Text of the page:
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A Works Council (WC) has a right to consent with regard to proposed decisions to adopt, amend or repeal a regulation pursuant to Section 27 of the WOR. But what if the Works Council refuses to give its consent to the implementation of the resolution? Is that reasonable, or do the interests of the employer outweigh the interests? And what can the entrepreneur do? In this article we answer these questions by discussing the right of the Works Council to consent and the possibilities open to the entrepreneur in case of refusal.
Is the decision subject to assent?
The first question the entrepreneur must ask himself is whether the decision requires consent at all. It must be a regulation. That regulation must relate to a sufficiently concrete subject with a permanent character that applies to a group of persons in the company. There is no right of consent for primary employment conditions; this is reserved for the trade unions. Nor is there a right to consent with respect to subjects that are exhaustively regulated in a collective bargaining agreement.
Extension of Works Council powers
Another point of attention is that the advisory right of the Works Council may have been extended in a collective agreement or a company agreement. If the consent of the Works Council has been requested several times in writing, unambiguously and without reservation, and the Works Council has responded to this request in writing, a corporate agreement may have come into being.
Next steps in case of refusal of WC consent
If the decision requires the employee’s consent, the employer must start the consent procedure. After the request for consent and the consultation meeting(s), the Works Council must respond to the request. If the Works Council does not give its consent, the entrepreneur is faced with a stalemate. An entrepreneur has three options: (1) renounce the decision, (2) amend the decision or (3) ask the subdistrict court for substitute consent?
When is substitute consent granted?
The latter, asking for substitute permission after being refused by the WC, is what the company QBuzz did. QBuzz wanted to adjust the roster due to the declining number of passengers because of the corona pandemic. In that roster, more weekend and late shifts should be driven. QBuzz asked the Works Council for its consent. The Works Council refused because the roster would mean that drivers who work broken shifts and therefore do not have to drive at the weekend would still have to drive weekend shifts. QBuzz then went to the subdistrict court in order to distribute the extra shifts among all the drivers.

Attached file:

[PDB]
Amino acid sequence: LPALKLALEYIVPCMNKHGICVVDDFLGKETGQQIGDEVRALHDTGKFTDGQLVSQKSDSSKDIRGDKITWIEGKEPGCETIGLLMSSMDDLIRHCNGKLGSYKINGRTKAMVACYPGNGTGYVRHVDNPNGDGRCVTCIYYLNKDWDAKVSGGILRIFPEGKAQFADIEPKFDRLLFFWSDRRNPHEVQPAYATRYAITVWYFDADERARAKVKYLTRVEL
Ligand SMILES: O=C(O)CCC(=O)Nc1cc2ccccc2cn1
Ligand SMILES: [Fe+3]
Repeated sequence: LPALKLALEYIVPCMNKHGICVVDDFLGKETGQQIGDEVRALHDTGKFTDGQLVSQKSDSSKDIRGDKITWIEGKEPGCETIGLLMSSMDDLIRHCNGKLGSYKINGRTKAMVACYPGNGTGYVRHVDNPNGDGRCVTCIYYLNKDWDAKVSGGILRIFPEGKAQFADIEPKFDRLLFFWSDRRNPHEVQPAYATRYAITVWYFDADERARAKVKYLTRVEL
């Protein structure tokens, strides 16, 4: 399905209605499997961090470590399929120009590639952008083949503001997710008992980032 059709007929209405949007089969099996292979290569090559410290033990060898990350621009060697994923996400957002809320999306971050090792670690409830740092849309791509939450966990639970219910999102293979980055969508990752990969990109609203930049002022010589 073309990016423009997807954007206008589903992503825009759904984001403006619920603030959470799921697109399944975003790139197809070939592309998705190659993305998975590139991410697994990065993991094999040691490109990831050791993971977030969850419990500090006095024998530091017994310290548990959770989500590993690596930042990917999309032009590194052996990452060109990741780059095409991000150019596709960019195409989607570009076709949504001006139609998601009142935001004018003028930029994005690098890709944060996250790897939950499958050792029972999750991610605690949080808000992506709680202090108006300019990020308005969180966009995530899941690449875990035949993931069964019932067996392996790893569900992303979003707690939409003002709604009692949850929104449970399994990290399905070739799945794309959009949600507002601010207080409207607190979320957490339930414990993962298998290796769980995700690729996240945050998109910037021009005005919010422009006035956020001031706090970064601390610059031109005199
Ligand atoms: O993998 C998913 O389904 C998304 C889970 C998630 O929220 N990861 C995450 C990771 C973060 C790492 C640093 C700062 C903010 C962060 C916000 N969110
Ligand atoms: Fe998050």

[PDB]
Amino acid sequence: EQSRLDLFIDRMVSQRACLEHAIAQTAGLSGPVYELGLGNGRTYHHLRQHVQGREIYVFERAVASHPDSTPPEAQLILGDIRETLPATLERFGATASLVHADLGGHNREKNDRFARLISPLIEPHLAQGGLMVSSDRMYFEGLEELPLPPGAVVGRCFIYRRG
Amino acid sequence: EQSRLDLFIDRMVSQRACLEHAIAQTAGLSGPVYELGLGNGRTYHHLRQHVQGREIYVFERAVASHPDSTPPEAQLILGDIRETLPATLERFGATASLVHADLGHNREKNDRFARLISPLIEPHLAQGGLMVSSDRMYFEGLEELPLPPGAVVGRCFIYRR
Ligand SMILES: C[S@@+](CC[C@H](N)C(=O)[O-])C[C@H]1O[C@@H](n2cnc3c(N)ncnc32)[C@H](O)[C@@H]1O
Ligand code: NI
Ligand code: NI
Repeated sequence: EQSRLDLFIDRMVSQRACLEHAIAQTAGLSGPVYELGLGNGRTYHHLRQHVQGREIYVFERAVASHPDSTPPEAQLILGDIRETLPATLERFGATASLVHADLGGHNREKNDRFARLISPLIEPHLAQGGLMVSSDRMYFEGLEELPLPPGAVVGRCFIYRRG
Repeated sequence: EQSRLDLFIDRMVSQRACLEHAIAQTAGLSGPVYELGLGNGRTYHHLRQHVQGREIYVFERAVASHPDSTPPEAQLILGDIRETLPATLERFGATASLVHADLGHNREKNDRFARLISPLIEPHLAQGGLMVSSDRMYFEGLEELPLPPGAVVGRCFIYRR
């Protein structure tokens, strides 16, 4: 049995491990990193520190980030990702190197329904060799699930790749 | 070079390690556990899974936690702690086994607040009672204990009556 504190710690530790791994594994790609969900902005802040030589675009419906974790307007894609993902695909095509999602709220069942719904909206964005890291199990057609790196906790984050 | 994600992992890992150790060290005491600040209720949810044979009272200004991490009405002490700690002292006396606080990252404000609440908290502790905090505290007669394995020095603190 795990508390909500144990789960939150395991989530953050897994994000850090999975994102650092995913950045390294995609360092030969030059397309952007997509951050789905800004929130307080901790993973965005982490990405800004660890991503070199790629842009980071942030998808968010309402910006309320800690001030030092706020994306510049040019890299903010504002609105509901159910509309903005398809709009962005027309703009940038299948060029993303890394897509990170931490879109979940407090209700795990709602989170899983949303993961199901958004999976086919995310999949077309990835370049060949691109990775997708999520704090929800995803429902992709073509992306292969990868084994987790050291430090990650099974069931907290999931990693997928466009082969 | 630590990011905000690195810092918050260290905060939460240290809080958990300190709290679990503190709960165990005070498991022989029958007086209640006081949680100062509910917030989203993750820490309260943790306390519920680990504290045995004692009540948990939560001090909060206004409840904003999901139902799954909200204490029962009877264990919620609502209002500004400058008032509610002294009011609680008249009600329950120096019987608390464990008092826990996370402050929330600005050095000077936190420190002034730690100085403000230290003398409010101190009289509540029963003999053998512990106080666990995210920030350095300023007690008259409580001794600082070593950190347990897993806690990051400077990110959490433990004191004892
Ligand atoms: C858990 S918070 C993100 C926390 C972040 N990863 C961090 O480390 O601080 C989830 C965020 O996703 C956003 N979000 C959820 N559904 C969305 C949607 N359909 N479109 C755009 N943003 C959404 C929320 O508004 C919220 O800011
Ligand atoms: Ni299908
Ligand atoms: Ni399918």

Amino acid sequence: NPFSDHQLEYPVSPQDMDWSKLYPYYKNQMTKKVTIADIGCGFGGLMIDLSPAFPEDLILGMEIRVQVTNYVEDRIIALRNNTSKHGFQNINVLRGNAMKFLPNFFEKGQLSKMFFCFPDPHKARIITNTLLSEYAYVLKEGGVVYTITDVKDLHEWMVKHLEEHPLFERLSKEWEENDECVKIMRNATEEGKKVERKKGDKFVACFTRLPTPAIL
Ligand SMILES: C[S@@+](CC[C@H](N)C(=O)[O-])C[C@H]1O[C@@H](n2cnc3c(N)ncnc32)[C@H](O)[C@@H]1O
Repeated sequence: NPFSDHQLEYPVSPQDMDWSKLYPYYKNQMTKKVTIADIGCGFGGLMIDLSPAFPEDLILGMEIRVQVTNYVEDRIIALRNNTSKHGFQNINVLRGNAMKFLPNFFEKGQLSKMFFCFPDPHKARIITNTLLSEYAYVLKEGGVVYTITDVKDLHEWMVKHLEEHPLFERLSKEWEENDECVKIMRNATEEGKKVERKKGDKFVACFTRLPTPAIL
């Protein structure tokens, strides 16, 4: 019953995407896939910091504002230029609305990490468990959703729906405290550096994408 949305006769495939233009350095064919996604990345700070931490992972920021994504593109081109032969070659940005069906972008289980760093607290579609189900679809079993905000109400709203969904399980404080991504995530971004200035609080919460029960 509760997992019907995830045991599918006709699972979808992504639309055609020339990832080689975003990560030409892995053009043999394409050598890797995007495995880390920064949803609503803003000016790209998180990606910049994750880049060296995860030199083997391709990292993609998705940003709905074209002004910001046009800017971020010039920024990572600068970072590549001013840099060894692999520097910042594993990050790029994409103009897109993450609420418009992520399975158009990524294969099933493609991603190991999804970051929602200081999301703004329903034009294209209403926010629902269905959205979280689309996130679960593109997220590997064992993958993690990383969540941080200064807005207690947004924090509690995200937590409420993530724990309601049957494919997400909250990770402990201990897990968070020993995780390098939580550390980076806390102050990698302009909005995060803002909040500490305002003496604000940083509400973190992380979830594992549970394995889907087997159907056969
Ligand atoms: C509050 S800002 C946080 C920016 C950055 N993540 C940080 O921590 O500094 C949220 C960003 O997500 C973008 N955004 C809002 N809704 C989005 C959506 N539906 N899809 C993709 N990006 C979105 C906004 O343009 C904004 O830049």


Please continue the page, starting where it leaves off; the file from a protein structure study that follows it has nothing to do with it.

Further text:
In this ruling, the Subdistrict Court further explained the method of review. The Subdistrict Court considered that the interests of the employer and employee must be weighed against each other. This does not concern the mere determination of a weighty interest on the part of the employer.
Which interests carry the most weight?
The Subdistrict Court ruled in the present case that the Works Council had not acted unreasonably by not giving its consent. However, when weighing up the interests of both parties, the Subdistrict Court concluded that the Works Council should have granted its consent. The Subdistrict Court did not consider it plausible that the burden of the drivers with broken shifts became heavier than that of their colleagues with a regular schedule. After all, the drivers with broken shifts can go home in between. The conclusion is therefore that QBuzz has a legitimate interest and is allowed to implement the new duty roster, which means that the extra shifts can be distributed among all drivers. This outweighs the interest of the Works Council that wants to stand up for drivers with past benefits.
Conclusion: what can an entrepreneur do?
The refusal of the works council may be unreasonable or the interests of the entrepreneur may outweigh its own. If the works council refuses to give its consent to the implementation of the decision, the entrepreneur may go to the subdistrict court to ask for substitute consent. The subdistrict court will then weigh the interests against each other.
Looking for more information about the right to consent? Please feel free to contact Peter Verheijden or Lisa Kloot of LVH Advocaten. They specialize in labor law and will be happy to assist you.